Shooting with the Sony A7R V, which has an excellent autofocus system, meant I didn’t encounter any occasions when I had to switch focusing manually. The AF system gets the subject sharp quickly and quietly. However, there are times when it’s helpful to focus manually, and the Sony FE 20-70mm F4 G’s manual focus system is very responsive to any rotation of the focus ring. As usual, the movement of the ring can trigger the area under the AF point to magnify in the viewfinder and on the main screen, which makes it easy to ensure the subject is sharp.
Further good news is that focus breathing is controlled very well for most of the focal length range, but you’re likely to spot a slight shift in the framing at the wide-angle end when the focus moves from infinity to the closest point. However, this is pretty effectively addressed, albeit with a slight crop, by activating the Focus Breathing Compensation feature found on Sony’s latest cameras, including the Sony A7 IV and A7R V.
My images shot throughout the focal length and aperture ranges reveal that the Sony FE 20-70mm F4 G delivers excellent detail resolution, even when the aperture is wide open. There’s a slight fall-off towards the corners at the widest apertures, but the corner sharpness is generally very good, especially when zoomed in to 50mm or longer.
While the results at f/4 are excellent, closing down to f/5.6 raises the bar a notch, while f/8 ensures superb corner sharpness. By f/22, there’s slight softening due to diffraction, but it’s not unusually problematic, and I would use the setting if I needed to get the maximum depth of field.
Getting close to a subject and shooting at a wide aperture gives some subject separation, but I longed to open up to f//2.8 when shooting head and shoulder portraits. That said, the background blur is attractive, and the bokeh isn’t especially ‘busy’ or distracting; the out-of-focus highlights also look pleasantly round.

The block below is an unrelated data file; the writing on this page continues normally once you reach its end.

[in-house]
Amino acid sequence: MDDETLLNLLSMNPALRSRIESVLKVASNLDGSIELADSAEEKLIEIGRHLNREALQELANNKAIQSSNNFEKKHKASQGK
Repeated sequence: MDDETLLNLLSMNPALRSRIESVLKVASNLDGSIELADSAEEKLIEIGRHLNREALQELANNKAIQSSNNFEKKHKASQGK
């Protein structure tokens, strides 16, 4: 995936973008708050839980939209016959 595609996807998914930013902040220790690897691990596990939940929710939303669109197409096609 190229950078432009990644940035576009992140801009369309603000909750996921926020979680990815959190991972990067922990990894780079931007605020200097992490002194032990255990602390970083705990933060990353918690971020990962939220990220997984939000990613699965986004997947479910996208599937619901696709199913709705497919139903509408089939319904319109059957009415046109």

It’s now standard practice to use correction profiles to iron out issues like vignetting and curvilinear distortion. These corrections are baked into the Jpegs files, but they can be deactivated when processing the raw files if you wish. Turning off the profiles applied to raw files captured with the Sony FE 20-70mm F4 G mounted on the A7R V reveals that there’s relatively significant barrel distortion at focal lengths shorter than around 35mm, and there’s mild pincushion distortion at focal lengths longer than 35mm. This distortion makes straight lines bend one way or another, but the lines are straight when the profile is applied.
Correcting curvilinear distortion involves some cropping, so, for example, a shot captured at 20mm will contain more at the corners without the profile than with. However, the profiles are applied in-camera, and their impact is visible in the viewfinder, so you compose accordingly.
Turning off the profile also introduces pronounced corner shading at the very outer corners of images shot at 20mm. But it’s not apparent at 24mm, and the correction profile is very effective at 20mm.
Naturally, you can force the issue, but the Sony FE 20-70mm F4 G controls flare well, so it’s not a significant problem even at the widest end. Chromatic aberration is also kept in check.